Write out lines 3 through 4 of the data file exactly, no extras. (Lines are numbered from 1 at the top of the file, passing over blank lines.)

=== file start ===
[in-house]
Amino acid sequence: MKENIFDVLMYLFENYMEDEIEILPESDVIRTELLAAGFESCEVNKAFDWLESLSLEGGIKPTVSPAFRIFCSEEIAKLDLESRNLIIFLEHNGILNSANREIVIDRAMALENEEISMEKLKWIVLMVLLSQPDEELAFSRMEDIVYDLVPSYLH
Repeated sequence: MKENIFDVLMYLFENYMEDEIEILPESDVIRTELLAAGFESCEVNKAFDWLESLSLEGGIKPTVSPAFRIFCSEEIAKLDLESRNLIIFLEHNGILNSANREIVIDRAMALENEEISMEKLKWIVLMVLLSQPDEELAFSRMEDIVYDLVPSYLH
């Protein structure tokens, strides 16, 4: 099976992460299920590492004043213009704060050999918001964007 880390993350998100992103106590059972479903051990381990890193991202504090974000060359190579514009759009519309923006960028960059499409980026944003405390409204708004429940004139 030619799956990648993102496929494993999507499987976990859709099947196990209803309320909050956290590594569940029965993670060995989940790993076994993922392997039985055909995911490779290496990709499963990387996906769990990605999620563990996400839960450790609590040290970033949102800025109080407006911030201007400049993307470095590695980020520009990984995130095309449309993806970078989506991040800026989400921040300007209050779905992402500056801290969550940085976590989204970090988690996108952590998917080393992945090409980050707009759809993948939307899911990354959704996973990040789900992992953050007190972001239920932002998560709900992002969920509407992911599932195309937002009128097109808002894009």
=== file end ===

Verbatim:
Repeated sequence: MKENIFDVLMYLFENYMEDEIEILPESDVIRTELLAAGFESCEVNKAFDWLESLSLEGGIKPTVSPAFRIFCSEEIAKLDLESRNLIIFLEHNGILNSANREIVIDRAMALENEEISMEKLKWIVLMVLLSQPDEELAFSRMEDIVYDLVPSYLH
């Protein structure tokens, strides 16, 4: 099976992460299920590492004043213009704060050999918001964007 880390993350998100992103106590059972479903051990381990890193991202504090974000060359190579514009759009519309923006960028960059499409980026944003405390409204708004429940004139 030619799956990648993102496929494993999507499987976990859709099947196990209803309320909050956290590594569940029965993670060995989940790993076994993922392997039985055909995911490779290496990709499963990387996906769990990605999620563990996400839960450790609590040290970033949102800025109080407006911030201007400049993307470095590695980020520009990984995130095309449309993806970078989506991040800026989400921040300007209050779905992402500056801290969550940085976590989204970090988690996108952590998917080393992945090409980050707009759809993948939307899911990354959704996973990040789900992992953050007190972001239920932002998560709900992002969920509407992911599932195309937002009128097109808002894009």